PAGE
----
Artist Spotlight: Genna Carter

We sat down with whimsical jeweler and clothing maker Genna Carter to learn about her unique recycled creations.

Tell us your artist story.

I have always loved creating things, even as a child. I always had some project I was making. By the time I was in high school, I had zeroed in on making jewelry. When I went to college, Virginia Tech, I majored in Art History and had a second major in Sociology. I would not talk about my studio classes and none of my friends even knew I was taking them until one day I walked into a political science class and had a very visible panic attack. My professor was absent and his GTA (Graduate Teaching Assistant) was heading the lecture for the day. For weeks, this unbeknown GTA had been my nude male model for my studio watercolor class. Before he could notice me, my friends covered me and dragged me out of the lecture hall asking me if I needed help. That is how  I was discovered as an artist but I lacked the confidence to ever show my work to anyone other than other art professors and other artists. Flash forward to spring semester of my senior year and realizing that “starving artist” was going to be a reality, I switched the order of my majors and got my Bachelors in Sociology. I went on to get my Masters in Criminal Justice; I have a thing for serial killers.

Fast forward to life as a Mom with three kids… I start getting the itch to create again and pick back up making jewelry. Memories of my Grandmother’s button jar, zipper pouch, and other recycling efforts keep resurfacing. I began making button bracelets after a 2012 trip to the orthodontist lands me with a $5,000 bill for my oldest child. I worked in a preschool and a gym and both jobs did not annually total $5,000. Realizing I had three kids with three sets of crooked teeth and would be facing $15,000 in dental bills, I started selling jewelry at small church craft fairs and farmers markets. My business was officially named “Bracelets4Braces”. I have since become “justGenna designs” after paying for those three sets of braces in full. I should really expand “justGenna” to let people know I have paid for a flooded kitchen, a flooded ceiling repair, a washer/dryer, vet bills, year round soccer, college applications and donate 10% of everything I make to local charities, usually anonymously. “justGenna designs” has also expanded to designs that has included shirts and skirts made from recycled tshirts and neckties, gloves and scarves from recycled sweaters, signs made from salvaged wood, jewelry made from furniture industry remnants and from neckties. Every item I make is a one-of-a-kind. I love meeting people who connect to my work. My favorite item to create are my themed skirts and I live by the motto that “life is too short to wear boring clothes”. I have a very snarky sense of humor that gets me into trouble too.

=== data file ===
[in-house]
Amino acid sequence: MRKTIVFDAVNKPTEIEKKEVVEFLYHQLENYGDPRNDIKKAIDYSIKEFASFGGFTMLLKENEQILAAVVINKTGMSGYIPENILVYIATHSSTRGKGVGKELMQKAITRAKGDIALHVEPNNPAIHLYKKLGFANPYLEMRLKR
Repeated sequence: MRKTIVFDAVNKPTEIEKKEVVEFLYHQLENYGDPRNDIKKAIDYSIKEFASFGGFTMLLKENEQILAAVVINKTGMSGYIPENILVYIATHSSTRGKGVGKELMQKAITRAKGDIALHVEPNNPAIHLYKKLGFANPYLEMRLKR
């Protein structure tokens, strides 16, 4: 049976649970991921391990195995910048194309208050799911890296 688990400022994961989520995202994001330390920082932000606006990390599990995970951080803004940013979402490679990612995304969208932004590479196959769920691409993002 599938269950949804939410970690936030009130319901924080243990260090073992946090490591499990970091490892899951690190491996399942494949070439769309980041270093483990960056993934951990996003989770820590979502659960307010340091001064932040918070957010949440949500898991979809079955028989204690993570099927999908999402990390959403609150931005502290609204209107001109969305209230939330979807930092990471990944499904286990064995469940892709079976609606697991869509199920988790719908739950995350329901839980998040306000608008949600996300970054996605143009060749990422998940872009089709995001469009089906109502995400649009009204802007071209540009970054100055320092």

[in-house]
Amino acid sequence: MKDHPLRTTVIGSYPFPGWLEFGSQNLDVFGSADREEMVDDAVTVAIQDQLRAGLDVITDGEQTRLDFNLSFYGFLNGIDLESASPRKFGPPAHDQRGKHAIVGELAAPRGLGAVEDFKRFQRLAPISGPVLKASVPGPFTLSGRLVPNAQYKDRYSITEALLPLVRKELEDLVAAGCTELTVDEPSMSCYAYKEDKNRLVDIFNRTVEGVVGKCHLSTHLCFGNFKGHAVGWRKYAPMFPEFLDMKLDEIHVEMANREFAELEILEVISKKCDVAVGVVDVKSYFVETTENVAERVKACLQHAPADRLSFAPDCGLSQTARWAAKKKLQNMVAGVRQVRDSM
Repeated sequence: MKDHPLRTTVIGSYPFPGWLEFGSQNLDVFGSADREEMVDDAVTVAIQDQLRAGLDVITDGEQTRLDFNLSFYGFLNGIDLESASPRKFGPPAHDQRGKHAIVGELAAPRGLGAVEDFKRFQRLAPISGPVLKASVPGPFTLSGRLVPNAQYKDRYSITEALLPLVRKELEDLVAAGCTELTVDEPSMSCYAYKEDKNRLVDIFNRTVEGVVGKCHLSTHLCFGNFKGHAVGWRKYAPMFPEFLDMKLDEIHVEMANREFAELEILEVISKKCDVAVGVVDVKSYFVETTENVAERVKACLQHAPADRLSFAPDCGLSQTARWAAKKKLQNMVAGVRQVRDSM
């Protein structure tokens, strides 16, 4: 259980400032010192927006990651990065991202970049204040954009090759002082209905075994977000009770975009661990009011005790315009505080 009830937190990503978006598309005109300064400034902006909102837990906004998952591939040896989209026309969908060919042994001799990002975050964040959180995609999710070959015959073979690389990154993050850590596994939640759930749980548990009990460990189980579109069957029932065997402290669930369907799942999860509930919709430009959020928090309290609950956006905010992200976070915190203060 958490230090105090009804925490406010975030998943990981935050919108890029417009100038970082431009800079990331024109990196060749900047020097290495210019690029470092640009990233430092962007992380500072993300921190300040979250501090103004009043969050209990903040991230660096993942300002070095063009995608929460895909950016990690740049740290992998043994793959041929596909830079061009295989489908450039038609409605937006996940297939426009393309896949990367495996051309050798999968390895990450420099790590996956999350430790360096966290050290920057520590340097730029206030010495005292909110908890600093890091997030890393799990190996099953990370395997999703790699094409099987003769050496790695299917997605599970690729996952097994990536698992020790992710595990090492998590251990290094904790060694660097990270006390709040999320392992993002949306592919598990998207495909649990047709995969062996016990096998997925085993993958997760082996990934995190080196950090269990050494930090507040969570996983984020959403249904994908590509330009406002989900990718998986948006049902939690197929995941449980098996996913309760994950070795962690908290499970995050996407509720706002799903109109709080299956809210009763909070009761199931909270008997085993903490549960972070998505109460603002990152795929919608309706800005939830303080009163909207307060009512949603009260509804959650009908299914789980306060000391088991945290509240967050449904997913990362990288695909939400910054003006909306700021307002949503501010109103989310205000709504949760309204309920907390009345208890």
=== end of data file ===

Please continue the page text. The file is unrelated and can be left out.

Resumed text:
What does being a part of Whimsical Women mean to you?

This will be my 7th year as a Whimsical. I do not take this lightly. My first year of shows I met a Whimsical artist. She encouraged me, gave me a sense of worth, became my friend and introduced me to this Whimsical Women Show. I applied and was juried face to face with one of the founders. I learned of the backstory of the show, the meaning of the show, and learned about women lifting one another through art. I learned about strength and courage in numbers and acceptance for who you really uniquely are. I felt accepted, understood and felt a community like nothing ever before. If I drive into a show parking lot and see a Whimsical magnet I immediately know I have a friend inside somewhere that will be support, kind, and a soul sister. Being a Whimsical Women is more than just a show. It is a verb to me. Whenever I am at other shows, I observe and when I find a woman who is unique, off the beating path, funky creative, kind and genuine I share the story about Whimsical Women like someone once did for me.

Where can folks find your funky, upcycled art?

I live in High Point and currently keep a busy calendar of shows from the Charlotte area to the Raleigh area. I have Facebook and Instagram and post where I will be each weekend.  I really enjoy meeting my customers face to face.  I did not get the same satisfaction when I was in brick and mortar. I have recently reopened my Etsy store for the online shopping.

Genna is just one of many amazing women that make up the Whimsical Women family. Click here to read more Artist Spotlights.

Artist Spotlight: Nanette Gatti Davis

We sat down with whimsical jewelry maker and metal worker Nannette Davis to learn about her unique jewelry.

First off, can you describe in your own words what it is that you create?